It's true what they say about our kids: we learn more from them than we will ever teach them. Every day that I spend with my 18-month-old son is not only a lesson on how I can be a better parent, but how I can just be a better person. Here are just a few things that I have learned from watching, parenting, and loving our little toddler, Johnny.
1. You don't need to know the words to sing along.
At 18 months, Johnny's vocabulary is expanding every day. He isn't exactly expressive enough to be reciting Shakespeare, but he has reached a stage of development in which he still wants to engage in the rhythm of conversation.
We have caught him many times pointing at objects going "DUHH, OOO, Nee" as if he is counting without knowing the words for numbers or fully grasping the concepts behind numbers. On other occasions he will babble along to music that is either played on the radio in the car or that we are singing to him. Again, he doesn't know the words, but he knows that that only way to learn the language is to fail at it until he gets it right.
Too often in my adult life I have hesitated because I didn't feel fully prepared. I have held back because I didn't think I knew all of what was required of me. I have chosen not to start because I didn't know if I could do it perfectly. Johnny has reminded me that it's okay to get it wrong the first few times in order to practice. With practice I can make perfect, if I only dare to start practicing.
2. Most stress goes away with a hug and a kiss
Adults and kids both get riled up about the littlest things. Just the other day, we witnessed a complete meltdown because we didn't want Johnny using his fork to stir the milk in his cup. He was literally crying over spilt milk! … Or I guess the fact that we stopped him from spilling the milk.
In the midst of this, my wife picks him up, holds him in her arms, and kisses the top of his head. The tears stopped flowing and he let out a big sigh. I brought him a bottle of milk, which he took, and the tantrum was over.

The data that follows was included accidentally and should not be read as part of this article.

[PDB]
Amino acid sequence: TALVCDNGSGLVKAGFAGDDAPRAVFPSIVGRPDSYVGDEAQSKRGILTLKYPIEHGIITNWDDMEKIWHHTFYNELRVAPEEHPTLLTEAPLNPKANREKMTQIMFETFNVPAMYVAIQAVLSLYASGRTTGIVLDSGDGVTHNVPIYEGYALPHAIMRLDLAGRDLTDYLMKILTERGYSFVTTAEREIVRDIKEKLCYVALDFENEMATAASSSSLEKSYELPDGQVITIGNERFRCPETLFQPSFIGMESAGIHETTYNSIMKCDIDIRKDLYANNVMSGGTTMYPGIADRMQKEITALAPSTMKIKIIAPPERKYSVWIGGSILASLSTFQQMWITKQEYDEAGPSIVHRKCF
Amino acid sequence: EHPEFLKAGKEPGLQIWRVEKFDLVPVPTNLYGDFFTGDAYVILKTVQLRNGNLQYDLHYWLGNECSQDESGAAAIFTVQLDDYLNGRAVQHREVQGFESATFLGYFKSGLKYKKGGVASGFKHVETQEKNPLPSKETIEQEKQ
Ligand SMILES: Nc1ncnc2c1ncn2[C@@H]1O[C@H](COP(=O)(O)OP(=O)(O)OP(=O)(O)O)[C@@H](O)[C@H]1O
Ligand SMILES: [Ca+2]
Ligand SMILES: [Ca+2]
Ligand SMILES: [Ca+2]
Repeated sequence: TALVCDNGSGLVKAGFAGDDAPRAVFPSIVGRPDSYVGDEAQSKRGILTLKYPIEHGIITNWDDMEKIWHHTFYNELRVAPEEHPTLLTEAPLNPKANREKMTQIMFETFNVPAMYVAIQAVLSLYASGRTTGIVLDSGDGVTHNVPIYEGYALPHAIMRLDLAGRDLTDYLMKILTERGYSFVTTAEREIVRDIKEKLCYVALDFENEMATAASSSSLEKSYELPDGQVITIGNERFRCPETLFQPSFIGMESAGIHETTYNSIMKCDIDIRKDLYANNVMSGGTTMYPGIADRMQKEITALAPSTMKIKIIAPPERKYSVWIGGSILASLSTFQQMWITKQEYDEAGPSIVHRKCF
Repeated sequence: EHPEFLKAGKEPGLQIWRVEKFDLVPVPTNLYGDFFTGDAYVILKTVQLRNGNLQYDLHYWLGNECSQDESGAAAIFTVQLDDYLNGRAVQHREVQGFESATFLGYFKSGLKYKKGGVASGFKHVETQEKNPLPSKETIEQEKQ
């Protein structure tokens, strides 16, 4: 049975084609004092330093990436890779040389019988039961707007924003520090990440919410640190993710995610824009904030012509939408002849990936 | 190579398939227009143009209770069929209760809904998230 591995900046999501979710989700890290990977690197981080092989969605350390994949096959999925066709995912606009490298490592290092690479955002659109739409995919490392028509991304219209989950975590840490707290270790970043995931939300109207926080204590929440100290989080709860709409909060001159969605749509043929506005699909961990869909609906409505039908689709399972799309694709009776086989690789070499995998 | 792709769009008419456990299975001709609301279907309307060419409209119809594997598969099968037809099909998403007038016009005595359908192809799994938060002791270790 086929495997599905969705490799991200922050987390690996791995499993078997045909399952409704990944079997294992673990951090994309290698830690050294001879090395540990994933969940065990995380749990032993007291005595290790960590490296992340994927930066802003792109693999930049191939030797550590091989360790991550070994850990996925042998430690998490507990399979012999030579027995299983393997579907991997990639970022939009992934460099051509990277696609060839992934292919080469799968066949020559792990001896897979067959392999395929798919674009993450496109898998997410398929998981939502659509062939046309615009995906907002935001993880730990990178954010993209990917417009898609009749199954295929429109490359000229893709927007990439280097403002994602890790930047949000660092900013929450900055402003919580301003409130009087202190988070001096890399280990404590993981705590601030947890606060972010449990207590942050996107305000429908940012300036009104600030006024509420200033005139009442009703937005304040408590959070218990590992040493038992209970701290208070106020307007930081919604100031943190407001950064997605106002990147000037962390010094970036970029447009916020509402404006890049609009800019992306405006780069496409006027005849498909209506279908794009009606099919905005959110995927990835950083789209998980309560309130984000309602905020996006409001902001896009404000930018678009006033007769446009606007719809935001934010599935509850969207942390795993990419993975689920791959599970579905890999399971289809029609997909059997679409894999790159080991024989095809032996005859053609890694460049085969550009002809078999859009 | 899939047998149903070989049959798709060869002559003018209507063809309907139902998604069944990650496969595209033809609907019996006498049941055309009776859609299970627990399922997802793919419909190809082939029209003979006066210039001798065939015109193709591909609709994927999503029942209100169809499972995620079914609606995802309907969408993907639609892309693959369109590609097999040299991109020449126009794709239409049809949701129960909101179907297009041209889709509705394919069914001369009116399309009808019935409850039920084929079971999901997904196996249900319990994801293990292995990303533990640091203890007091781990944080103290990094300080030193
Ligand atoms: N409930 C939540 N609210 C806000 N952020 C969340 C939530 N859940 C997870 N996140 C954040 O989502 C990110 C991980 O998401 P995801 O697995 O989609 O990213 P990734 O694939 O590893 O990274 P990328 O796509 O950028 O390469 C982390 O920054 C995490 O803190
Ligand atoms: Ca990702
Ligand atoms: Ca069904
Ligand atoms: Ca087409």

Kids trip, fall and scream all of the time. Being a toddler is frustrating because as cognitive abilities grow, the words and physical abilities to express them do not always develop at the same rate. Being a young person in this world is like being the new person at work. Everything takes longer, you don't fully understand the language and culture at the office and you can't figure out where they hide all the supplies you need to do your job.
At the end of some of our very stressful days, maybe in lieu of a freak-out, perhaps it would be better to find someone who can hold us, or provide us with affection.
3. What makes us most happy is when we are all together with those we love most
We were in Italy, for a week, which meant a week away from Johnny, who stayed with his grandparents. As he was playing with his toys on our first morning back home, he came over to me, pulled my leg and dragged me over to join him. He moved a pillow in just the right place for me to sit next to him. Standing up after only a moment, he rushed back to my wife and grabbed her arm to come as well. She joined us by the pillow and we all sat there together on the floor.
Johnny started laughing, giggling uncontrollably as if he had just received some life-changing news. He was ecstatic just to be sitting with the people he loved most -- Mom and Dad. That was the moment in his day that brought him the most joy after being apart from us for a whole week.
I find myself searching for so many ways to entertain us and make our moments seem more special. I buy things, I take us places and I schedule activities. It's hard not to get caught up in all the things at my disposal that I might consume or do. Johnny reminds me that if I really just want to be happy, I have everything -- or everyone -- right there. I just need to make the time to sit down with them.
4. Whenever you hear music, just dance!
For Johnny, where there is music there is dancing. Last weekend, a new Chanukah compilation was an opportunity to grab a giant stuffed bear and trot around the living room. Even a phone ringing or alarm buzzing has enough of a beat for Johnny to start moving. Music brings such joy and helps him find new ways to wiggle his tiny body. The more he dances, the more he smiles and shrieks with delight.
At first I used to wonder how he had such great rhythm. Clearly, he couldn't have gotten it from either of his parents. (True story: we actually both hurt ourselves taking a beginners salsa lesson because we were so out of sync with the music.) But then, when I really thought about it, I wondered if we just lost that rhythm somewhere along the way, because unlike Johnny, we got scared about how we looked or what people might think. With that realization, I found myself eager to join my little one in his dancing escapades and found out what was making him so happy.
5. Run, don't walk through life.
We always like to tell people that Johnny never learned to walk; he learned to run first and figured out how to slow down later. A lot of kids love nothing more than to find a big open field, a long sidewalk or huge playground with space to just ratchet those little legs up to top speed. It's exhausting to keep up with and also inspiring to know how fearlessly fast this little one wants to go.
My life moves fast. Every moment is truly gone before I have a chance to know it even existed. I can either choose to work against nature and fight to slow it down or jump on the rollercoaster and move at the speed of life. With that notion, I am most grateful I have my baby boy in front of me, leading the charge.